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Saturday, Dec. 17, 2011
Declaration, on time, finds skeptics
Officials: Cold shutdown has been achieved
The government and Tokyo Electric Power Co. declared Friday the three crippled reactors at the Fukushima No. 1 plant are in cold shutdown and no longer leaking large amounts of radiation.
If the authorities are correct and cooling of the reactors is stable, it would be an important milestone in ending the world's worst nuclear accident since the 1986 Chernobyl crisis. But many skeptics believe the declaration is little more than political grandstanding, given the revised definition of what constitutes cold shutdown and the date of the declaration, which had been reported long in advance, and are concerned about the long-term stability of the plant's critical coolant system.
A cold shutdown usually means the reactor core coolant temperatures are below 100 degrees, ensuring that coolant water is not boiling and that radioactive material are not escaping from the cores in significant amounts.
But reactors 1, 2 and 3 have been damaged and much of the melted fuel is believed to have penetrated through the pressure vessels and fallen to the bottom of the outer containment vessels. Tepco has been unable to take direct measurements of the temperatures at the bottoms of the containment vessels.
Still, the government declared the reactors are in cold shutdown because temperatures at the bottom of the pressure vessels, which are inside the containment vessels but have functioning sensors in place, are well below the boiling point.
Officials said that as of Friday the temperature of the atmosphere in the lower parts of the containment vessels were only 38.9 degrees in reactor 1, 67.5 degrees in reactor 2 and 57.4 degrees in reactor 3.
This indicates the entire containment vessels, the last of line of defense to contain radioactive materials, have been kept safely cool through the injection of coolant water, according to Tepco.
"We have confirmed that the reactors are in the cold shutdown condition, and the accident . . . has been brought to a conclusion," Noda told reporters later the day.
His remark immediately drew criticism from the media and local residents, who argued the contamination outside the plant will remain for a long time, and long-term concerns remain over the vulnerability of the ad-hoc system set up to keep the reactors cool.
Noda also admitted that "conclusion" only refers to the situation inside the plant, and there are still so many issues that need to be resolved outside the plant, such as decontaminating areas with high radiation, monitoring the health of those who have been exposed to radiation, as well as compensation.
Tepco recently disclosed the result of a computer simulation the utility says shows it is unlikely that melted fuel cores penetrated through the bottom of the containment vessels.
However, radiation levels are still too high to visibly confirm the actual conditions of the molten fuel believed to be at the bottom of those vessels.
But according to Tepco, the molten fuel is no longer hot enough to penetrate the last concrete layer of the containment vessels because little carbon dioxide has been detected in the atmosphere inside the vessels.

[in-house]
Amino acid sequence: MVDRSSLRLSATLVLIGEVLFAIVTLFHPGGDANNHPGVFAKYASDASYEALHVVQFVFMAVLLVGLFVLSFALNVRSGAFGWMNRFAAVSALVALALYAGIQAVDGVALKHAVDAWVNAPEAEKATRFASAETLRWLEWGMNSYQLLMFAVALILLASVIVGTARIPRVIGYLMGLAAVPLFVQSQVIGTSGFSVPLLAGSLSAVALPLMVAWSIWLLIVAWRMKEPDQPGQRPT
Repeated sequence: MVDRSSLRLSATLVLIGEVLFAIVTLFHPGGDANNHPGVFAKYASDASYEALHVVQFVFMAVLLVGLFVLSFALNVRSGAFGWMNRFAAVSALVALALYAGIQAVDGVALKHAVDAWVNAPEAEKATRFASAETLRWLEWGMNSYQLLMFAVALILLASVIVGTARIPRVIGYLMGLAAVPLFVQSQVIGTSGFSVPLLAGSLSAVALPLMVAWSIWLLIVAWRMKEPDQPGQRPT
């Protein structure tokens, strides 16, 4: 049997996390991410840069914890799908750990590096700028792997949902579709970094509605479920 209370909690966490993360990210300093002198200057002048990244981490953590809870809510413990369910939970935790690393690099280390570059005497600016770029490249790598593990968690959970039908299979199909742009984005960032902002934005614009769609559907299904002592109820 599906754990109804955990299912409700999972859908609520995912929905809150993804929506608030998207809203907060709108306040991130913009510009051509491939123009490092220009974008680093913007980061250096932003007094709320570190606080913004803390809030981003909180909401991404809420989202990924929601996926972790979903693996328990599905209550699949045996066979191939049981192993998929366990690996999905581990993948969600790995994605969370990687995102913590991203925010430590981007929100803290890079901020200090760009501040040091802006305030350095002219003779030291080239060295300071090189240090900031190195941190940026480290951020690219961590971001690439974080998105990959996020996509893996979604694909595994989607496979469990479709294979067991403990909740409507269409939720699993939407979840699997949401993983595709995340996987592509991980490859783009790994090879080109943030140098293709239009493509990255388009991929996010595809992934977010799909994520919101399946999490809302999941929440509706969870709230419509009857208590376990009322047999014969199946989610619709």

The radiation leakage from the three reactors remains below 1 millisievert per year at the perimeter of the complex, Tepco said. This level was also cited as one of the reasons for the government to declare that cold shutdown has been achieved.
Experts are still concerned about the long-term stability of the overall coolant system, which is injecting water into the reactor cores, given the danger of another major earthquake or tsunami.
Hisashi Ninokata, a professor of reactor engineering at Tokyo Institute of Technology, said he would only say with the greatest reluctance that the condition of the reactors "can be said to be in cold shutdown."
He said the melted fuel cores are no longer generating that much heat and it is highly unlikely the plant will experience another hydrogen explosion or recriticality of nuclear fission.
But the plant still remains vulnerable to another natural disaster, which could cause thecontaminated water to spill outside the compound, Ninokata said.
Tepco just this month experienced a leakage of about 150 liters of water containing strontium and other radioactive substances into the Pacific Ocean from a water processing facility.
Tepco also originally planned to clear out all of the contaminated water leaking from the reactors and flooded basement floors of the reactor buildings by the end of this year, but the plant still had about 86,000 tons of tainted water as of Tuesday.
In September, it was found that groundwater was also flooding the basements, and the utility had to slow down the water processing to balance the water pressure.
Even so, Tepco and the government claimed they have completed "Step 2" of its road map to bring the crisis under control.
The main goals of the second phase were to achieve the cold shutdown, improve the stability of the reactor cooling system, reduce the amount of contaminated water and prevent further contamination of the sea.
Goshi Hosono, minister in charge of the crisis, said Nov. 17 the government was listening to outside, non-Tepco opinions, including from the U.S. Nuclear Regulatory Commission.